NPA admits defeat in Glico-Morinaga case

Prior to Saturday’s expiration of the statute of limitations on the last crime in the Glico-Morinaga extortion case, the National Police Agency conceded defeat Thursday to the extortion ring.
The 15-year statute of limitations on the crime runs out midnight Saturday.
It will be the first time the NPA has failed to arrest suspects in a case they have investigated.
“It is extremely regrettable that we could not apprehend suspects,” NPA chief Setsuo Tanaka told reporters Thursday. “It is indispensable that we make this an important lesson for our future investigations.”
Four instances of cyanide-lacing of sweets found in Tokyo and Nagoya in February 1985 were the last in a series of crimes related to the Glico-Morinaga case to reach the statute of limitations.
Caution and poor coordination between the NPA and prefectural police were to blame for the failure to arrest the extortion ring, said Yuji Aiura, a senior official with the agency’s first criminal investigation section.
He also said goods left at the crime scenes were mass-produced, making it impossible for investigators to trace the purchasers.
“We cannot deny the fact that we had problems with our investigation skills as a police entity,” Aiura said.
Katsuhisa Ezaki, president of Ezaki Glico Co., told a news conference Thursday in Osaka that he is sorry the case has never been solved.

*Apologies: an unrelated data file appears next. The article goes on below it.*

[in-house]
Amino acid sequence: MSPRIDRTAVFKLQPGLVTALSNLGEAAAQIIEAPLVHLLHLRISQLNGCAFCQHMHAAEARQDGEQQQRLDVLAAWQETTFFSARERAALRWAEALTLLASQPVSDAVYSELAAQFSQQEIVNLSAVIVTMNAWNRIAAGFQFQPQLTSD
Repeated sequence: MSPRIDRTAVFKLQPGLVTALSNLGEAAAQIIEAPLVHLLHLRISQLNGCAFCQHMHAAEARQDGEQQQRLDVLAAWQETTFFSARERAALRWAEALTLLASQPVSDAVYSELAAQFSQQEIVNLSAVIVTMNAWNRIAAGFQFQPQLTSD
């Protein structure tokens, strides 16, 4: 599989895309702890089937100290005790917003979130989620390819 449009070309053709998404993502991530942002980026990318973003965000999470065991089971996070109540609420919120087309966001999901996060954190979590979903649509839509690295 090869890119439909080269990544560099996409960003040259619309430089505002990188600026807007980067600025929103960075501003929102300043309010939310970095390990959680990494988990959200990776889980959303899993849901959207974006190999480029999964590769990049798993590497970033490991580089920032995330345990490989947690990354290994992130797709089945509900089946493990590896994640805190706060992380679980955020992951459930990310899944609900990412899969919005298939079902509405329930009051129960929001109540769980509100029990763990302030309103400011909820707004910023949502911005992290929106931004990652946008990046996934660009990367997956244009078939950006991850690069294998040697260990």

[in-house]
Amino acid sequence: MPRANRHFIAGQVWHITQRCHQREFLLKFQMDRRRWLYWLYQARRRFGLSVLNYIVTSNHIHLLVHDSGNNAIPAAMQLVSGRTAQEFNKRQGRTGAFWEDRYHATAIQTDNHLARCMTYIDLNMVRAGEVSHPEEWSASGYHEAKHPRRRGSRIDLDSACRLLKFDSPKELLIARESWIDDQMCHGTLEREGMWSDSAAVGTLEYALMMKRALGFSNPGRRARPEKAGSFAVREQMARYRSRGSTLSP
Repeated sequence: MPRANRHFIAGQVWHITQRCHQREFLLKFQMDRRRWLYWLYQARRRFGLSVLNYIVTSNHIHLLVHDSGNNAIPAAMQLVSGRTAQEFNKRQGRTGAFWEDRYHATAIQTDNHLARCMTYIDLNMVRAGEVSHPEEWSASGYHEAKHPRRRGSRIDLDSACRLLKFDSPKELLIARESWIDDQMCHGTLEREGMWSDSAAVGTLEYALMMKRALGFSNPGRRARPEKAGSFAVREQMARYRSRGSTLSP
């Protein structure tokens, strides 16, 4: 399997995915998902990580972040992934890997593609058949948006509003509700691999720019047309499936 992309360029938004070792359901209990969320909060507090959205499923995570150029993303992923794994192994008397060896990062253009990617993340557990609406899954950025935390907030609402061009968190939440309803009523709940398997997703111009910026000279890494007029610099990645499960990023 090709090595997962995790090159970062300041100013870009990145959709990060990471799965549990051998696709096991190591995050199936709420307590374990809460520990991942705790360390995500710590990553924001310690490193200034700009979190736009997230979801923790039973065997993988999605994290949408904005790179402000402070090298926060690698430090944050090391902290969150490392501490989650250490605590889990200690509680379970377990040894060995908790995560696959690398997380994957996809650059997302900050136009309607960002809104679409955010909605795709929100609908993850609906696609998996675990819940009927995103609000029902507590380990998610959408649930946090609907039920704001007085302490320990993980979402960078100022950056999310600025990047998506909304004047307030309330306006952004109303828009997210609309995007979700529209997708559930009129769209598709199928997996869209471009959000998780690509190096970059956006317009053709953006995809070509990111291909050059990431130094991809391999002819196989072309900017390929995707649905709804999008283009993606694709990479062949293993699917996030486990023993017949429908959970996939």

Asked if he has any message for the culprits, Ezaki said he does not want them to repeat this kind of crime.
Ezaki said he hid nothing from police, adding that he was not in collaboration with the culprits.
“I haven’t forgotten the crime entirely, but after 16 years I hardly remember it in my daily life,” he told reporters at the company’s headquarters in Nishi-Yodogawa Ward.
Ezaki, 58, was abducted by three armed men while bathing in his home in Nishinomiya, Hyogo Prefecture, on the night of March 18, 1984.
He was taken to a warehouse in Ibaraki, Osaka Prefecture, as part of an attempt to extort 1 billion yen in cash and 100 kg of gold bullion.
Ezaki managed to escape from the warehouse three days after his abduction.
A series of extortions targeting six confectionery and food firms followed until March 1985.
The statute of limitations on Ezaki’s case ran out in March 1994.
The NPA said approximately 1.3 million officers were mobilized to work on the Glico-Morinaga case.
About 28,300 tips were provided to police from the public, and police conducted hearings on about 125,000 individuals, it said.
Following the Glico-Morinaga case, 545 similar extortion attempts targeting food producers were reported across the country until last year, it said.
Of them, 322 cases have been solved, according to the NPA.